Like King Charles’ head, Friedrich Nietzsche is always intruding in Thomas Mann’s Doctor Faustus. Nietzsche functions as a talisman in Doctor Faustus, a deeply Romantic novel suffused with parodic twists. A talisman acts as a battery for some type of force or energy, or what David Winters describes as ‘a charm that we clasp to our hearts’. At risk of overextending the metaphor, that’s not a bad description of how I feel about Mann’s Doctor Faustus, which has rarely left my side for the last month.
‘Recognition,’ writes Rita Felski, ‘comes without guarantees; it takes place in the messy and mundane world of human action, not divine revelation.’ Doctor Faustus is by no means a perfect novel (whatever that might resemble). Its narrative frequently drags, sometimes almost intolerably. But there is also a deep intoxication at being absorbed in a novel that reveals, or at least tries to reveal, the rhythm of life.
As I read the last few highly charged chapters, set aside the finished book, and spent an hour gazing into the woods, I sense almost imperceptibly that my perspective is altered. The very best of fiction has this talismanic effect. Doctor Faustus, like Mann’s The Magic Mountain is one of the most intense, powerful reading experiences of my life. I am thrilled that it is over. I am mourning that it is over.
Good to hear you’ve finished Dr Faustus. Didn’t want to comment until you were done. I admire you for getting through it in a month-long sitting. It took me about six or seven months with frequent breaks for other books. I began with a lot of enthusiasm and found Zeitblom really funny at first but then got exasperated from time to time. I mean, why describe every fucking instrument in a very large orchestra? What I especially liked were the parts of the book where the broader political scene infiltrated the text with the growth of Nazism. I thought the sections where the translator (of the Vintage edition at least) did a pretty good job on what must have been the strange German in the early lectures and then in the Devil section. Even so, despite the intensity of the interview with the Devil, I still found myself getting exasperated with the long windedness. The scene of Leverkühn’s ultimate demise is particularly powerful. Anyway, this was a book that I had to read for various reasons, which I hope to tell you about in the near future. (Sorry to be so esoteric, this doesn’t mean anything weird.) It’s been good following your reading of Faustus. One of these days I’ll get around to The Magic Mountain. It’s been on my shelves for a long time. All good wishes to you. Des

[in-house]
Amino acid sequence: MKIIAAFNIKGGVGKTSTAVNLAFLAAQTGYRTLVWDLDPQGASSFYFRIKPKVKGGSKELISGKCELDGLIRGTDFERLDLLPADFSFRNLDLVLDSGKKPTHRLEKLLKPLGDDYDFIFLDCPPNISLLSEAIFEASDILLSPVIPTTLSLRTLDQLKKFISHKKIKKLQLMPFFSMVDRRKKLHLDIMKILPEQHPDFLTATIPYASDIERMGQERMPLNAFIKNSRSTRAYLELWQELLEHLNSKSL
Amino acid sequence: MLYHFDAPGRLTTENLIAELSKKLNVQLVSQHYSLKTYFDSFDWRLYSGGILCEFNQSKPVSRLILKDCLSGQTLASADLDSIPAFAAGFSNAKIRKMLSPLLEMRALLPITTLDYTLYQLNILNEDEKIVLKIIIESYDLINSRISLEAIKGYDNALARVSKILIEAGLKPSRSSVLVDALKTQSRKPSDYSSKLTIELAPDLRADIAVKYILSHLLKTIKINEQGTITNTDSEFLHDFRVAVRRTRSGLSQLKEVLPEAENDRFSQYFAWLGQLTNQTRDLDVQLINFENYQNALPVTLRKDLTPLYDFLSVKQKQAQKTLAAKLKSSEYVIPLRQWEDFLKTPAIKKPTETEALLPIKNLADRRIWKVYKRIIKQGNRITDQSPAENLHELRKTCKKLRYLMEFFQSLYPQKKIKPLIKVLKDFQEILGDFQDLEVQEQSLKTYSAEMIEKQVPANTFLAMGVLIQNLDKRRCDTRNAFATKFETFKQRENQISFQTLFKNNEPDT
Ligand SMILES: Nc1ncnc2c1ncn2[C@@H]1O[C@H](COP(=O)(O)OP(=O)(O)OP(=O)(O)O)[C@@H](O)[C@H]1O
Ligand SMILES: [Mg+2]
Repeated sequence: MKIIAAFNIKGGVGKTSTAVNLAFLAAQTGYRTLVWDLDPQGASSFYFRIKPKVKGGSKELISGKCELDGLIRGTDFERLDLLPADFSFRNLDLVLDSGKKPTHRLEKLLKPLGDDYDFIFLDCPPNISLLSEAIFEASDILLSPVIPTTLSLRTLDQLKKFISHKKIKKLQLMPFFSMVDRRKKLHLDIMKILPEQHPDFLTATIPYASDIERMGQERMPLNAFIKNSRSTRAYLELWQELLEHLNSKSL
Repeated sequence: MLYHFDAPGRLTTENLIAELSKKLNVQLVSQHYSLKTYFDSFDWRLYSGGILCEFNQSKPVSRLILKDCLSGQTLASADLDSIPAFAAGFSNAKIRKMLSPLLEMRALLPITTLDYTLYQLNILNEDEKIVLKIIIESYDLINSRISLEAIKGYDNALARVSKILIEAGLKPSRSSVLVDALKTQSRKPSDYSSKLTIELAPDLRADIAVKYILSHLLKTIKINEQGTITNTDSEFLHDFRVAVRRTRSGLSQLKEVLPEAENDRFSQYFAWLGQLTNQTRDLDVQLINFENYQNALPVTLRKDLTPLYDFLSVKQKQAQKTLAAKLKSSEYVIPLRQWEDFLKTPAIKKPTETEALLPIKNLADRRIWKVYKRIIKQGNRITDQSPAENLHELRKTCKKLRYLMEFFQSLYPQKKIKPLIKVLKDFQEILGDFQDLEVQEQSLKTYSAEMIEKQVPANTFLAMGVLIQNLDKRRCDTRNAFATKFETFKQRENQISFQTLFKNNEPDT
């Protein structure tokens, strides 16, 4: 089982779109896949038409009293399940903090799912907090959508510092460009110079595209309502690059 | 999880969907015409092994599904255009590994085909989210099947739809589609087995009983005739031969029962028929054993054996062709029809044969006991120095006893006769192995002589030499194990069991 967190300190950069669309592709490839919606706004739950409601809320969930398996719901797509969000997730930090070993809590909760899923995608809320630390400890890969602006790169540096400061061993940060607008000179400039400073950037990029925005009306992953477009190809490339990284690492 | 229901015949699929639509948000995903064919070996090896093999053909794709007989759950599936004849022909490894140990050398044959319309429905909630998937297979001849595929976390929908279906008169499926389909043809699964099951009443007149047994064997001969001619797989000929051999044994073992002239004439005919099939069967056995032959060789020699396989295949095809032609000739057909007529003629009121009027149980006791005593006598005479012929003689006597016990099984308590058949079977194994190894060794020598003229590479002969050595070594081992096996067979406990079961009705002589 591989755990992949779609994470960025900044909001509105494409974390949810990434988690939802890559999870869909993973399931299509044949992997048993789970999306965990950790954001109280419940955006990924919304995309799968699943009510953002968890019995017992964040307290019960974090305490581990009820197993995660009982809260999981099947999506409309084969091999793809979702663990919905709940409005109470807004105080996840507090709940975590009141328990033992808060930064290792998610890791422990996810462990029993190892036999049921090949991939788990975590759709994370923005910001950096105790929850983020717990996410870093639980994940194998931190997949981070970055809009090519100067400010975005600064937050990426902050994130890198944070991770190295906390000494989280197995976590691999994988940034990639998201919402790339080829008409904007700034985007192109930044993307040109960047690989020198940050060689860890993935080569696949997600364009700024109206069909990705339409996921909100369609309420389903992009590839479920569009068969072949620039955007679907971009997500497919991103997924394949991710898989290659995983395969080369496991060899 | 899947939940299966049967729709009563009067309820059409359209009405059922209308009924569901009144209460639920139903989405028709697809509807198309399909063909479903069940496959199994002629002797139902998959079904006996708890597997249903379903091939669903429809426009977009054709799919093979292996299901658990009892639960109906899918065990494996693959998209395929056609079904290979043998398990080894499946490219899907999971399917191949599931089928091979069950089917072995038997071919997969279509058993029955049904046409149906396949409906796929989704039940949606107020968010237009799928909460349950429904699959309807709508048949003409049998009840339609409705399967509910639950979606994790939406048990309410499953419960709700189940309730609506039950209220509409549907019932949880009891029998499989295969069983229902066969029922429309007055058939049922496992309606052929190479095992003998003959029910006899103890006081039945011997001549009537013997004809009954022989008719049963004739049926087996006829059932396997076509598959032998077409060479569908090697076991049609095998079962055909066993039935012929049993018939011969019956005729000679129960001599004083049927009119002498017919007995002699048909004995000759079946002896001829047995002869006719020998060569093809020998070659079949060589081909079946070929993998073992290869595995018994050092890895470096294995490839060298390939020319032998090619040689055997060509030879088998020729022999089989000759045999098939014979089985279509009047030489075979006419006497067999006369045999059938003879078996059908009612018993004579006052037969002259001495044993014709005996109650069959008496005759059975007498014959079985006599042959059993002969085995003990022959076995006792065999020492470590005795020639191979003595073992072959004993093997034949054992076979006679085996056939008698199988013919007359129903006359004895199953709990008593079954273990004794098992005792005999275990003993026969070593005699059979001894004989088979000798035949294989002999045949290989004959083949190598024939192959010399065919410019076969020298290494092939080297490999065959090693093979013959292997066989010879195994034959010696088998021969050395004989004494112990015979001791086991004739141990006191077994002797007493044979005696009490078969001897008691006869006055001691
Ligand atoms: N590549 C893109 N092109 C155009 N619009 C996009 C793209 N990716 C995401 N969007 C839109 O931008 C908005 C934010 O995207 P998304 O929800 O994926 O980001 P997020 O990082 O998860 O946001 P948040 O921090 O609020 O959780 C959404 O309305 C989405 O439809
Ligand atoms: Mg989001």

Intrigued to learn more, when you can tell, of why reading Doctor Faustus was mandatory. From Magic Mountain, I knew I was in good hands and so never doubted I’d complete the reading. The last two hundred pages more than made up for some of the earlier grind of the musical and theological exposition. For the most part, even these sections I found wonderfully tedious rather than painfully so. Using Leverkühn/Zeitblum as a device to narrate the rise and fall of Nazi Germany was fascinating. Thanks for commenting and very best wishes. Anthony
Hello Anthony, I agree with you that “Nietzsche functions as a talisman in Doctor Faustus” – from what I understand of Nietzsche, that is (I am not well read in philosophy, and hae onlygingerly dipped my toe into Nietzsche’s writings). And yet, from what i remember (do please correct me if I am wrong) Nietszche is never mentioned in the novel – not once. For a novel that is so steeped in Germanic culture and thought, this does seem a strange omission, and I suppose it could only have been deliberate on Mann’s part. I have no idea why, though.
I’m sure the decision not to mention Nietzsche by name was deliberate. Without being a Nietzsche scholar to any degree, I’ve read most of his major works. The Leverkühn character may have been based on Nietzsche, but Mann’s political analysis of the Nazi era is clearly influenced by Nietzsche’s thinking.